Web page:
38. Although Julian's occupation of the shop as a residence means the shop satisfies paragraph (a) of the definition of residential premises in section 195-1, the shop is not residential premises to be used predominantly for residential accommodation. The supply is not an input taxed supply under Division 40 and is a taxable supply under section 9-5.

39. The outcome of this example would differ if Julian had made modifications to the building that changed the physical character of the building from a shop to residential premises to be used predominately for residential accommodation.

Supplies requiring apportionment

40. The value of a supply of premises that includes residential premises to be used predominantly for residential accommodation needs to be apportioned to the extent that part of the premises is not residential premises to be used predominantly for residential accommodation.

Example 8 - residential premises partly converted for business use

41. Shannon decides to partly modify her house to use in her profession as a doctor. She modifies an area of the house to provide office and consulting room space, an operating theatre, a waiting room and storage for the business. A sealed car park is also added to the property. Significant physical modifications are made to these areas, including the removal and alteration of walls, and the addition of lighting, hygiene facilities and security to meet industry standards. The existing lounge room is used as the patients' waiting room. An existing bedroom is used for storage. No physical modifications are made to the lounge room or bedroom.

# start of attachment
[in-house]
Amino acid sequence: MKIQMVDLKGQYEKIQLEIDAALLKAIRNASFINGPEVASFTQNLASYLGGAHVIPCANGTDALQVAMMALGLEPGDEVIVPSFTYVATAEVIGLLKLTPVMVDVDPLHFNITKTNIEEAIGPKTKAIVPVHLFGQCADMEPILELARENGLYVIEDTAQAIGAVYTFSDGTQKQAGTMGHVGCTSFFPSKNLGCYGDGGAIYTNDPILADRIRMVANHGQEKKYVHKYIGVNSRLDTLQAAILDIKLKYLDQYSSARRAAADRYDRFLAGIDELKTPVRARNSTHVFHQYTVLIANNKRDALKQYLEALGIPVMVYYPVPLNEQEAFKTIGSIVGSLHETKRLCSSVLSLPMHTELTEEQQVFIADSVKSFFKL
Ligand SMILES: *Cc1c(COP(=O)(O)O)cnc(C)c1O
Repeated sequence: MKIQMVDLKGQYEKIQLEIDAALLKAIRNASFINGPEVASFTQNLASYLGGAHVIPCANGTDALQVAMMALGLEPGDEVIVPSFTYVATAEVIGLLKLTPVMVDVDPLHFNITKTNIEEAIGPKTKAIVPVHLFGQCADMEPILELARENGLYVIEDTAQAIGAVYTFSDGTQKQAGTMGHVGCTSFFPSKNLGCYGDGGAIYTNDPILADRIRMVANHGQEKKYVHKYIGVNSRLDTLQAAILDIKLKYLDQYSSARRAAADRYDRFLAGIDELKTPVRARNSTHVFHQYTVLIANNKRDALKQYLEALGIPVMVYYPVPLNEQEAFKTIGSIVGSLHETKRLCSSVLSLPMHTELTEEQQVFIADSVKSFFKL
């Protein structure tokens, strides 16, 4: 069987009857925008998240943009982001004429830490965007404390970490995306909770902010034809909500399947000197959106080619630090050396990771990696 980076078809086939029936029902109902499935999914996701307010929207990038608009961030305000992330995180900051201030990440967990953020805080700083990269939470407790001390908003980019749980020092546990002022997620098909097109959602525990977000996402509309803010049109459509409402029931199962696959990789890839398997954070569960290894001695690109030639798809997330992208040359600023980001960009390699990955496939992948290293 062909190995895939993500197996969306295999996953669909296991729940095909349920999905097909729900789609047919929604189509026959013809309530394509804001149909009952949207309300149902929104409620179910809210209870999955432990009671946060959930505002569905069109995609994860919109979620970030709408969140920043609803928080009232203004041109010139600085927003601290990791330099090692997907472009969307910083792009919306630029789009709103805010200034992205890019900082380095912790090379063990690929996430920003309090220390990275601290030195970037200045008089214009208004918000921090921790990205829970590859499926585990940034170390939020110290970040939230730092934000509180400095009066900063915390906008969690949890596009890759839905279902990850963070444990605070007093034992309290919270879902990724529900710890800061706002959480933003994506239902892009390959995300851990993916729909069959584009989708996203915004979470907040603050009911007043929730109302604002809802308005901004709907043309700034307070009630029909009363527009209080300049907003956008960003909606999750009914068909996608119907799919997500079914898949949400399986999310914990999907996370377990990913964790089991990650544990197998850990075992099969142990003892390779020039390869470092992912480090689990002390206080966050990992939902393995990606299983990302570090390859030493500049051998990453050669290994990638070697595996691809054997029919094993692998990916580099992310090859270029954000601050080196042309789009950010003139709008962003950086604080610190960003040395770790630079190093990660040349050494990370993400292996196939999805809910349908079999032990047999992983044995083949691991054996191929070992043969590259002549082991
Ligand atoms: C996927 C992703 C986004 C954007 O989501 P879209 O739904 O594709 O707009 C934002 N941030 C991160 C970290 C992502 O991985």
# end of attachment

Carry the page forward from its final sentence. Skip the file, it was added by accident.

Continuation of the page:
42. The modifications result in the part of the premises consisting of the office, consulting room, operating theatre and car park no longer being residential premises to be used predominantly for residential accommodation. Objectively, part of the premises is still designed predominantly for residential accommodation, comprising bedrooms (including the bedroom used for storage), bathroom, kitchen, living room, lounge room and gardens.